Timon of Athens
This tragedy was likely written around 1605-1606 but it was not published until the First Folio (1623). (See Stanley Wells and Gary Taylor in The Oxford Shakespeare: The Complete Works (2nd edition, 2005).) It does not appear to have been performed much and its authorship is contested, with Thomas Middleton the current leading candidate for co-author.
The play is set in ancient Athens. It tells the story of Timon, a wealthy man famed for his generosity. He gives expensive gifts to all his acquaintances, lends money whenever asked, offers his patronage to artists and poets, and entertains frequently and lavishly. However, when his money runs out, his generosity is not returned, turning him into a bitter misanthrope. Even when his fortunes again turn, remains embittered and estranged, giving the gold he finds to those he believes will harm Athens and its ungrateful citizens.
Video Gallery Clips
Staged Dances and Textual References to Dance
Text excerpts and their act, scene, and line numbers follow Folger Digital Texts unless otherwise noted.
In-text dance references are highlighted in red, and stage directions indicating dancing are blue.
Act II, scene 1, lines 117-161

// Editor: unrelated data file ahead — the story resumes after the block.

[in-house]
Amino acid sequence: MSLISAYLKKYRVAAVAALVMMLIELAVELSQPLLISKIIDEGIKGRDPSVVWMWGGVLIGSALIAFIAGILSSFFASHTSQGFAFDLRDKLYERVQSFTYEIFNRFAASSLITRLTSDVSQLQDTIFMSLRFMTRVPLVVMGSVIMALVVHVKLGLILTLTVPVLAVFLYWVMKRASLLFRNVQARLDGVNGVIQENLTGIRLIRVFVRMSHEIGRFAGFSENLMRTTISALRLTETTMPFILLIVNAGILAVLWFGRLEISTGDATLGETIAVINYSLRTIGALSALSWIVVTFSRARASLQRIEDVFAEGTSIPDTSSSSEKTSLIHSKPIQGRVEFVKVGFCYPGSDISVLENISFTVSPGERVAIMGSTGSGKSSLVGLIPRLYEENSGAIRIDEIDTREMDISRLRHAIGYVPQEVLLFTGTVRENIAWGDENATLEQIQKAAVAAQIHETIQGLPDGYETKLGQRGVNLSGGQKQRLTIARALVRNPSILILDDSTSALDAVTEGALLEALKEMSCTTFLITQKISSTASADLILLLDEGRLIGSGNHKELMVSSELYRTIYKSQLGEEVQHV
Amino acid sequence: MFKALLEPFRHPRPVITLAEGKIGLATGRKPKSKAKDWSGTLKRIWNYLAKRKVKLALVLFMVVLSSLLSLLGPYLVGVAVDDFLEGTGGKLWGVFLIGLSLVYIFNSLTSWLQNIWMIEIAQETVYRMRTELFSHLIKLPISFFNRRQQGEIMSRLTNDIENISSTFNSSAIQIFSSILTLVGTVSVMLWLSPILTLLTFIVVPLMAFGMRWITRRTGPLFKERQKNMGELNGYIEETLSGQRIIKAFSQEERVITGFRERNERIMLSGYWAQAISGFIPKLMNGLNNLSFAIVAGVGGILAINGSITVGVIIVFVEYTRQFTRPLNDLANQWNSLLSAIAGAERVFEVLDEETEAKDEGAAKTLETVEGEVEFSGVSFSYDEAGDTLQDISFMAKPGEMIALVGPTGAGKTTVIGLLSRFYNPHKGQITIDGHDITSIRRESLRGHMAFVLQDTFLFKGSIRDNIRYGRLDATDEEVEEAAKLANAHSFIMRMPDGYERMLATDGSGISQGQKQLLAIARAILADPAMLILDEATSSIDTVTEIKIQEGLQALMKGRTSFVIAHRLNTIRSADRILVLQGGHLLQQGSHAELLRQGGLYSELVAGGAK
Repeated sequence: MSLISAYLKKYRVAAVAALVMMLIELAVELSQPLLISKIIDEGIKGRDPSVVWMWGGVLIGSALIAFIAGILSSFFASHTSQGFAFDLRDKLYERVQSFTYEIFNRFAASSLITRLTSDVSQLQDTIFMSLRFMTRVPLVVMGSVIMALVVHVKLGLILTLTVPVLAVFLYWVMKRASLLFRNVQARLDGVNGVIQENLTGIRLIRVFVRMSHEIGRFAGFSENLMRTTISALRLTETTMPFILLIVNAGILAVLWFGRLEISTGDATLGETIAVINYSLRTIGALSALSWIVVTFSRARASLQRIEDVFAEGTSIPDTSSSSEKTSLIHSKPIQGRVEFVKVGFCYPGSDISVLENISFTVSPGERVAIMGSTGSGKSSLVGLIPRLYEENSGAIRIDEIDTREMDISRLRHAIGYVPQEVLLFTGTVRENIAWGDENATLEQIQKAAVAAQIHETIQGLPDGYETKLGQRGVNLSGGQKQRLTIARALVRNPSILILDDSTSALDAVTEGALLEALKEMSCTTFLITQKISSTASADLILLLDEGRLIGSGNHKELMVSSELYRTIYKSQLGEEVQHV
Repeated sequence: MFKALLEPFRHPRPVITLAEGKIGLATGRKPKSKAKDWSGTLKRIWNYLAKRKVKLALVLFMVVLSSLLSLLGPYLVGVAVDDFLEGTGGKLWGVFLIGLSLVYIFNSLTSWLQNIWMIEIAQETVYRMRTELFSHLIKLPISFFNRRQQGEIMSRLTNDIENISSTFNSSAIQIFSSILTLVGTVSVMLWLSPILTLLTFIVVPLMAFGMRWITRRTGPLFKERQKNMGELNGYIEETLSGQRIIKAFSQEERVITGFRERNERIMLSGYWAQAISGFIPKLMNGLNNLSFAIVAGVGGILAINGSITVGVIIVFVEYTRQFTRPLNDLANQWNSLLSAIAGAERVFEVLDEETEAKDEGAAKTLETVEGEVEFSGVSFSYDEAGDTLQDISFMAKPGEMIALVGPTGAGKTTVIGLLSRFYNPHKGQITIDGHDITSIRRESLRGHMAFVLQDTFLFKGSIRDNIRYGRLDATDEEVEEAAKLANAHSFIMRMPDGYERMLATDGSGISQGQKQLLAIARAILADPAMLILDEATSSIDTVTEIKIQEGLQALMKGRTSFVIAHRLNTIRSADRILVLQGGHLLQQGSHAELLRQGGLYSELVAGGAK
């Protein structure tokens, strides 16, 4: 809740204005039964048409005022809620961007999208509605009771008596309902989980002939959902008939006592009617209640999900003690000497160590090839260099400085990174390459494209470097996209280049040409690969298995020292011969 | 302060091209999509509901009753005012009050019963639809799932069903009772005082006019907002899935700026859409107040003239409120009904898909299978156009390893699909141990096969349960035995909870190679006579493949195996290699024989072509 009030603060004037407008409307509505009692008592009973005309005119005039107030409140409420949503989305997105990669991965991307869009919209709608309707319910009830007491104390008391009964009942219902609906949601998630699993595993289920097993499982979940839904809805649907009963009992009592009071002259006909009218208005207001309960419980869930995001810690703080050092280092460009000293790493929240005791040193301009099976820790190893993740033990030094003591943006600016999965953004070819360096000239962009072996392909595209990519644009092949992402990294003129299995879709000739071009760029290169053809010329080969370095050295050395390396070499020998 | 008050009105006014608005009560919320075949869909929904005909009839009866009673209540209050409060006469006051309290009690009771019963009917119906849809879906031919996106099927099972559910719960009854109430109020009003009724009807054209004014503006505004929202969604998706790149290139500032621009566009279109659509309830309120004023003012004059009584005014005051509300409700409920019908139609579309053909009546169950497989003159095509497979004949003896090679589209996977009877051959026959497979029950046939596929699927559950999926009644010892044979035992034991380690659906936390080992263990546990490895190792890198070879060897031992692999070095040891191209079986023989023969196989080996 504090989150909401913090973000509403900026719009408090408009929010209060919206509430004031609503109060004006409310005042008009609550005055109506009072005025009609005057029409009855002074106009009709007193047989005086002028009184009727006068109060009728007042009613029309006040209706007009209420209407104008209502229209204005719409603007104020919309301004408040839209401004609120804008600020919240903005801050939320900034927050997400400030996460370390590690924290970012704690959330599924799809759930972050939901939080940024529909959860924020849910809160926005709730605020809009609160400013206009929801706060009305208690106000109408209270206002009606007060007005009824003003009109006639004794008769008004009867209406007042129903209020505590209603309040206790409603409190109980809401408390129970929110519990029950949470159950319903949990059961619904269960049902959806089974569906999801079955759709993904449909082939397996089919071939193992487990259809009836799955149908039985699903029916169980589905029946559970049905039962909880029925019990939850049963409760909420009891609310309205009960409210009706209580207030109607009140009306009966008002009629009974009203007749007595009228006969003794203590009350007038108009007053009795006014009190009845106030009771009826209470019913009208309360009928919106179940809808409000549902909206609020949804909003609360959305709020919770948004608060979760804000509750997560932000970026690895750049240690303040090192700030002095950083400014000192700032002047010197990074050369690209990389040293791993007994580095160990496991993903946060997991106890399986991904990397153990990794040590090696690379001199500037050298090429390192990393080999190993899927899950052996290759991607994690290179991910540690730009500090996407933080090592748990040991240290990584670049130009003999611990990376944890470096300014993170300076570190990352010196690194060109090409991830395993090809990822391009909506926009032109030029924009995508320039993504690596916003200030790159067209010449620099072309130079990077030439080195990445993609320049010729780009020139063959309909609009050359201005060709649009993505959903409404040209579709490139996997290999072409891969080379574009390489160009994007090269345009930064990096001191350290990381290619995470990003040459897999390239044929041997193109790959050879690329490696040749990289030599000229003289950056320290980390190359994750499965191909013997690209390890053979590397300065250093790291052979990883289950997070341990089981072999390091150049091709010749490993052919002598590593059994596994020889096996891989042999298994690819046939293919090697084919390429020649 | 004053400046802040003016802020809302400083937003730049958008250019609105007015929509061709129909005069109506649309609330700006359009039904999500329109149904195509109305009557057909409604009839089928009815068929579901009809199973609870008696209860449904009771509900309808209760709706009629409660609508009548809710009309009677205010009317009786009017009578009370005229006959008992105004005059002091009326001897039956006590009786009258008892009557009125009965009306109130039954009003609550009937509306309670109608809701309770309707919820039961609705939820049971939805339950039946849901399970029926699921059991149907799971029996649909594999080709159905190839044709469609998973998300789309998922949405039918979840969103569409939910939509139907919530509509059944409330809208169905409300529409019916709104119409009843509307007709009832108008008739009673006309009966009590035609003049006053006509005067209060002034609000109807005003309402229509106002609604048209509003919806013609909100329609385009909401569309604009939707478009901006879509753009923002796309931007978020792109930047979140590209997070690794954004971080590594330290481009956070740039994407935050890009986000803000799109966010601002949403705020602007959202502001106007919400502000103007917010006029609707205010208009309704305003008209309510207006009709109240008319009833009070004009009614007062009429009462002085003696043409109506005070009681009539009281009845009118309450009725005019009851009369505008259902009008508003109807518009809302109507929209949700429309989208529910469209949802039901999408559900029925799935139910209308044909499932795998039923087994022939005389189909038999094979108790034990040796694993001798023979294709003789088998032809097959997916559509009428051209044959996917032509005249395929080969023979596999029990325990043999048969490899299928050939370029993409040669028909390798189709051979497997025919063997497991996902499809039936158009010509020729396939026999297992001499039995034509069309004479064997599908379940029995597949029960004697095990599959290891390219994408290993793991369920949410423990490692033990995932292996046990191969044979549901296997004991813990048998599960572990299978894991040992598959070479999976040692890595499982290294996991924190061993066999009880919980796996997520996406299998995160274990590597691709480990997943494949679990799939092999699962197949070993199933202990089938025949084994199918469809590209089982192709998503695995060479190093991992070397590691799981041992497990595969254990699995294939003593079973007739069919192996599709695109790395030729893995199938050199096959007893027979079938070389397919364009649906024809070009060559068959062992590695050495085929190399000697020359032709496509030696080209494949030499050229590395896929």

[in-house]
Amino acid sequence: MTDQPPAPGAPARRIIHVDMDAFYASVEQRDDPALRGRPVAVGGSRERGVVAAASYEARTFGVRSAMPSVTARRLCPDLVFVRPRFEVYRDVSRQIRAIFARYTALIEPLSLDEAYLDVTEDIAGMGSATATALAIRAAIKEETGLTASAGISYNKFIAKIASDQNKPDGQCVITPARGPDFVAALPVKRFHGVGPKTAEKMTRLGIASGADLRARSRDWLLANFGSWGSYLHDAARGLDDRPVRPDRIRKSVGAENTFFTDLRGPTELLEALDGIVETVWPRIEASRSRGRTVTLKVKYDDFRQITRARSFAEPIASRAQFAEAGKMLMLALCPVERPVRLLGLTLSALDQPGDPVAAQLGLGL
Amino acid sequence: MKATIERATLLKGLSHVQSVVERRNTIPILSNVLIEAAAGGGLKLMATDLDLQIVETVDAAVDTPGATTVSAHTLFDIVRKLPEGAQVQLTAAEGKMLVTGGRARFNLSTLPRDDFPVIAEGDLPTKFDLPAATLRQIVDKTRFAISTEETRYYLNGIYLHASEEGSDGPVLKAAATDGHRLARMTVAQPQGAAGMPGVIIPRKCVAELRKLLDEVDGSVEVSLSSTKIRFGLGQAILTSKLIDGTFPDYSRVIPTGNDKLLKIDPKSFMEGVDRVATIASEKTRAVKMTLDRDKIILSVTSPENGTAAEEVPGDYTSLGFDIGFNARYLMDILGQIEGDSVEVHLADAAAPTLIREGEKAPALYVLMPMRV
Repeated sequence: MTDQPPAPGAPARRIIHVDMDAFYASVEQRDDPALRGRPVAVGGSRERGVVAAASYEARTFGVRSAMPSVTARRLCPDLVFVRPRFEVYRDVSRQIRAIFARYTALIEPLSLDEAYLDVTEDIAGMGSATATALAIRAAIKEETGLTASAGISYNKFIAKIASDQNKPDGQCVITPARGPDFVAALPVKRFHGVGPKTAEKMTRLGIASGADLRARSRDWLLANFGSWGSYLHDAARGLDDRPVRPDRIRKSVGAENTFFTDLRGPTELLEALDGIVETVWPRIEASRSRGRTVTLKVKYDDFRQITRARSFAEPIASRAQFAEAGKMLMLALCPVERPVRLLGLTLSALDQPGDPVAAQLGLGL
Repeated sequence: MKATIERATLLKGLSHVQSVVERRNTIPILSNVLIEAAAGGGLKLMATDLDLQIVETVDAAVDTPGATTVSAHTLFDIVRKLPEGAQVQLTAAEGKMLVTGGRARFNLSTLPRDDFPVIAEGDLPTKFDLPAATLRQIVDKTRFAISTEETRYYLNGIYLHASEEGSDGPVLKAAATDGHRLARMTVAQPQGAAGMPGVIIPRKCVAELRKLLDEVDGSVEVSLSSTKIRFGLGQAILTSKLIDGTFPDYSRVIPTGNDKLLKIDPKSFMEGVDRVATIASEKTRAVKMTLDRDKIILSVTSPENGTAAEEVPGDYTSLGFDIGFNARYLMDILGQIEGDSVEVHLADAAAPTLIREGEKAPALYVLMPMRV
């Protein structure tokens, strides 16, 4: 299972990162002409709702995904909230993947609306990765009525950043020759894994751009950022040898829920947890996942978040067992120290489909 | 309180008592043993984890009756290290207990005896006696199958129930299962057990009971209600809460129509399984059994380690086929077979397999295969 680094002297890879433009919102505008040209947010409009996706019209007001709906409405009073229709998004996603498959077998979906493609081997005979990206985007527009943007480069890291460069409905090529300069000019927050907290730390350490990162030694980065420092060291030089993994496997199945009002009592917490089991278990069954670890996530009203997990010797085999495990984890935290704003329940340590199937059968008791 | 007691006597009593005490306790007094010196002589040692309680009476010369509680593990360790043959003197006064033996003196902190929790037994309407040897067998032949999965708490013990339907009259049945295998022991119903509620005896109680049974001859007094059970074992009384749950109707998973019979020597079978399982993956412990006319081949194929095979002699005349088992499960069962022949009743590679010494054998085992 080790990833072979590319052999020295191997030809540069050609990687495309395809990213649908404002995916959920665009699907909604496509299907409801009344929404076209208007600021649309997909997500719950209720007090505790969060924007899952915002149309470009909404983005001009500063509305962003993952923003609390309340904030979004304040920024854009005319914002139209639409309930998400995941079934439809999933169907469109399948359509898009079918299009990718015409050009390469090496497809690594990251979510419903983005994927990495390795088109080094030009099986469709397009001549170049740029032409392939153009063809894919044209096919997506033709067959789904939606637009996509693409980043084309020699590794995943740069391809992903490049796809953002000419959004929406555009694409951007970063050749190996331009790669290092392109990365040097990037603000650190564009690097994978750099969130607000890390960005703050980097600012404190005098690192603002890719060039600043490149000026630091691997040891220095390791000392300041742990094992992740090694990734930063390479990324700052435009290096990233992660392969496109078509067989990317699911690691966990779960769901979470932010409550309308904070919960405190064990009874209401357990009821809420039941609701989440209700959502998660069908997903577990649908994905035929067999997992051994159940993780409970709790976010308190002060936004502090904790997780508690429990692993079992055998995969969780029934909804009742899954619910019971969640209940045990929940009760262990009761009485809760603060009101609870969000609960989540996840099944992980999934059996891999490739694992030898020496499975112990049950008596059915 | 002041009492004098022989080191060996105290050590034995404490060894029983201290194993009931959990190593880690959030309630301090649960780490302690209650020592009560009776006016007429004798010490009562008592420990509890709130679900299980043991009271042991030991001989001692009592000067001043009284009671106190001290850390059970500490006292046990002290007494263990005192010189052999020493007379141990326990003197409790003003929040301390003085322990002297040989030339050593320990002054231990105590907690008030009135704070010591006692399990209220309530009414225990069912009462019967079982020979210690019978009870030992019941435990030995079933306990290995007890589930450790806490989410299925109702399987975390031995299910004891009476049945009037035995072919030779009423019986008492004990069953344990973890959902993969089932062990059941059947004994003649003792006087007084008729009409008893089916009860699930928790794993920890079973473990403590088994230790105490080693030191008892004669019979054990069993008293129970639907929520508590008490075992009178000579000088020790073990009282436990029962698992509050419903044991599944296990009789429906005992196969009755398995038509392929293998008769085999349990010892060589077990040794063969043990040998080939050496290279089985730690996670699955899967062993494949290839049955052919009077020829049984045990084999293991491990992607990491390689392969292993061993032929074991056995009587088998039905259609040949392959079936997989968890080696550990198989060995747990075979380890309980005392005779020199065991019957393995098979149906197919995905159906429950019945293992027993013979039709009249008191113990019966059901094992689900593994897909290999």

TIMON: What means that trump?
SERVANT: Please you, my lord, there are certain ladies
most desirous of admittance.
TIMON: Ladies? What are their wills?
SERVANT: There comes with them a forerunner, my lord,
which bears that office to signify their pleasures.
TIMON: I pray, let them be admitted. [Servant exits.]
CUPID: Hail to thee, worthy Timon, and to all
That of his bounties taste! The five best senses
Acknowledge thee their patron, and come freely
To gratulate thy plenteous bosom. There
Taste, touch, all, pleased from thy table rise;
They only now come but to feast thine eyes.
TIMON: They’re welcome all. Let ’em have kind admittance.
Music, make their welcome!
LUCIUS: You see, my lord, how ample you’re beloved.
[Music.] Enter the masque of Ladies [as] Amazons,
with lutes in their hands, dancing and playing.
APEMANTUS: [apart] Hoy-day!
What a sweep of vanity comes this way.
They dance? They are madwomen.
Like madness is the glory of this life
As this pomp shows to a little oil and root.
We make ourselves fools to disport ourselves
And spend our flatteries to drink those men
Upon whose age we void it up again
With poisonous spite and envy.
Who lives that’s not depravèd or depraves?
Who dies that bears not one spurn to their graves
Of their friends’ gift?
I should fear those that dance before me now
Would one day stamp upon me. ’T ’as been done.
Men shut their doors against a setting sun.
The Lords rise from table, with much adoring of Timon,
and to show their loves each single out an Amazon, and
all dance, men with women, a lofty strain or two to the
hautboys, and cease.
TIMON: You have done our pleasures much grace, fair ladies,
Set a fair fashion on our entertainment,
Which was not half so beautiful and kind.
You have added worth unto ’t and luster,
And entertained me with mine own device.
I am to thank you for ’t.
FIRST [LADY]: My lord, you take us even at the best.
APEMANTUS: [apart] Faith, for the worst is filthy and
would not hold taking, I doubt me.
TIMON: Ladies, there is an idle banquet attends you.